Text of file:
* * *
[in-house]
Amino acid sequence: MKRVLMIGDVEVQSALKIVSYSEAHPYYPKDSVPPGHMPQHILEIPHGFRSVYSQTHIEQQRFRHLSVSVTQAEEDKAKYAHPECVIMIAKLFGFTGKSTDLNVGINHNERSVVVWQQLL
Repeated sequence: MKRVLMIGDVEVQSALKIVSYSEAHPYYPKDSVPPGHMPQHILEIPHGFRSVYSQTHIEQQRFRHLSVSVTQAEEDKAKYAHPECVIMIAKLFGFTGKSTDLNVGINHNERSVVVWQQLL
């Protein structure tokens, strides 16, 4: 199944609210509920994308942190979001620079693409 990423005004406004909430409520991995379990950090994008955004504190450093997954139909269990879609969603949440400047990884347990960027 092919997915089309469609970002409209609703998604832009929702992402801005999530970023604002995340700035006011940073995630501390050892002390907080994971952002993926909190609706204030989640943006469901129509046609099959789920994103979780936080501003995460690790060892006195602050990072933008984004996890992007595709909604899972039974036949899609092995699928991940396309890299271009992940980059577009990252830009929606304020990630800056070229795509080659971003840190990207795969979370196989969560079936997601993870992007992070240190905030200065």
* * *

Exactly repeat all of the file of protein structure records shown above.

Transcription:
[in-house]
Amino acid sequence: MKRVLMIGDVEVQSALKIVSYSEAHPYYPKDSVPPGHMPQHILEIPHGFRSVYSQTHIEQQRFRHLSVSVTQAEEDKAKYAHPECVIMIAKLFGFTGKSTDLNVGINHNERSVVVWQQLL
Repeated sequence: MKRVLMIGDVEVQSALKIVSYSEAHPYYPKDSVPPGHMPQHILEIPHGFRSVYSQTHIEQQRFRHLSVSVTQAEEDKAKYAHPECVIMIAKLFGFTGKSTDLNVGINHNERSVVVWQQLL
């Protein structure tokens, strides 16, 4: 199944609210509920994308942190979001620079693409 990423005004406004909430409520991995379990950090994008955004504190450093997954139909269990879609969603949440400047990884347990960027 092919997915089309469609970002409209609703998604832009929702992402801005999530970023604002995340700035006011940073995630501390050892002390907080994971952002993926909190609706204030989640943006469901129509046609099959789920994103979780936080501003995460690790060892006195602050990072933008984004996890992007595709909604899972039974036949899609092995699928991940396309890299271009992940980059577009990252830009929606304020990630800056070229795509080659971003840190990207795969979370196989969560079936997601993870992007992070240190905030200065």